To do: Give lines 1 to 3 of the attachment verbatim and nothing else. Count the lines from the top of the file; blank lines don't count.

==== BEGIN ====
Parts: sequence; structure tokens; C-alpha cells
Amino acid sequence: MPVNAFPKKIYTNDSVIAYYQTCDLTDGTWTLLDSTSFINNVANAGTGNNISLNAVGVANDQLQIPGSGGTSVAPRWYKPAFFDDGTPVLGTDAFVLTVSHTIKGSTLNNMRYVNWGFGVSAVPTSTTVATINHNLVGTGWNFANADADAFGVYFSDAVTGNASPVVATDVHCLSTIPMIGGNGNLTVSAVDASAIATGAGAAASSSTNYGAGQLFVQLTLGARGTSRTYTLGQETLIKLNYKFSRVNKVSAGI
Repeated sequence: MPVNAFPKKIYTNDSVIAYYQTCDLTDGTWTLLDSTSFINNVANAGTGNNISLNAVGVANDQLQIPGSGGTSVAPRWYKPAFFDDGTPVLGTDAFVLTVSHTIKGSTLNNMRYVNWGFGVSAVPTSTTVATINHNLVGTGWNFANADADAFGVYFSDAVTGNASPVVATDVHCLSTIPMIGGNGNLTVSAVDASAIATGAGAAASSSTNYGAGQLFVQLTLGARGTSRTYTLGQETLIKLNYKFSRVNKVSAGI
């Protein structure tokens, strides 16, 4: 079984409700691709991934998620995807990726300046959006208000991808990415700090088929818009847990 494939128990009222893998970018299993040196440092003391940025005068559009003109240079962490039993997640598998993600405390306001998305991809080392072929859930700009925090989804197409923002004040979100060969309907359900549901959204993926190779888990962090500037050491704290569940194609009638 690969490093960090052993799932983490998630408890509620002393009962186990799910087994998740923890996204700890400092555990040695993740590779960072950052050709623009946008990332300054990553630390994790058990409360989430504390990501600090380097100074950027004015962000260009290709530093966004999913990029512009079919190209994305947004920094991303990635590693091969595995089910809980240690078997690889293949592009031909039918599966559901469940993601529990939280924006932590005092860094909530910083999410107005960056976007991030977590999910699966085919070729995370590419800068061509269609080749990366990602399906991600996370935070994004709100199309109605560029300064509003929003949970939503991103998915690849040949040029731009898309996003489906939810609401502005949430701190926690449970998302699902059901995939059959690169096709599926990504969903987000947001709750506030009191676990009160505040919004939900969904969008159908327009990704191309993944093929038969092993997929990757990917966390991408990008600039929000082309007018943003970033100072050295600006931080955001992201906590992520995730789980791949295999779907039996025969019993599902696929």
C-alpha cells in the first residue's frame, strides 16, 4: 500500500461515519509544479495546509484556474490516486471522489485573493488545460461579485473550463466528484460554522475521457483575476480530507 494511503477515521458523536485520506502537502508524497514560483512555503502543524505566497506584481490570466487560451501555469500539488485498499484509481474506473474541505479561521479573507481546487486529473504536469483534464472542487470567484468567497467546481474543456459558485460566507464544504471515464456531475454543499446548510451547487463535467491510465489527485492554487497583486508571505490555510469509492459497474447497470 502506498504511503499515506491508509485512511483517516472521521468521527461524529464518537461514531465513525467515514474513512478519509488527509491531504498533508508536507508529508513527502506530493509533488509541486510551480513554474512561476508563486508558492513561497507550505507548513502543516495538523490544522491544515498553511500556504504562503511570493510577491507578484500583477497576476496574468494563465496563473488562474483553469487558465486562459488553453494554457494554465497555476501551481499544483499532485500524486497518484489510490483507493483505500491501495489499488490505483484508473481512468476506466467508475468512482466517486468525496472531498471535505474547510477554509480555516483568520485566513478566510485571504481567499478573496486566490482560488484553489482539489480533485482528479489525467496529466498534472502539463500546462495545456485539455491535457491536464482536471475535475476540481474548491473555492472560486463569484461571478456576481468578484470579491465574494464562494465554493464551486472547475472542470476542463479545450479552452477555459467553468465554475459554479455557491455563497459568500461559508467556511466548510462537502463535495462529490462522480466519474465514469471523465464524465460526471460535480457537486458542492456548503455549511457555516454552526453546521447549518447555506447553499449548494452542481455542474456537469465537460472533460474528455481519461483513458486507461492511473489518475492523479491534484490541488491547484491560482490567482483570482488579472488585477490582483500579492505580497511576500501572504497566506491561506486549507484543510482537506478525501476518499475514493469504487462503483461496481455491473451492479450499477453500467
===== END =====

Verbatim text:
Parts: sequence; structure tokens; C-alpha cells
Amino acid sequence: MPVNAFPKKIYTNDSVIAYYQTCDLTDGTWTLLDSTSFINNVANAGTGNNISLNAVGVANDQLQIPGSGGTSVAPRWYKPAFFDDGTPVLGTDAFVLTVSHTIKGSTLNNMRYVNWGFGVSAVPTSTTVATINHNLVGTGWNFANADADAFGVYFSDAVTGNASPVVATDVHCLSTIPMIGGNGNLTVSAVDASAIATGAGAAASSSTNYGAGQLFVQLTLGARGTSRTYTLGQETLIKLNYKFSRVNKVSAGI
Repeated sequence: MPVNAFPKKIYTNDSVIAYYQTCDLTDGTWTLLDSTSFINNVANAGTGNNISLNAVGVANDQLQIPGSGGTSVAPRWYKPAFFDDGTPVLGTDAFVLTVSHTIKGSTLNNMRYVNWGFGVSAVPTSTTVATINHNLVGTGWNFANADADAFGVYFSDAVTGNASPVVATDVHCLSTIPMIGGNGNLTVSAVDASAIATGAGAAASSSTNYGAGQLFVQLTLGARGTSRTYTLGQETLIKLNYKFSRVNKVSAGI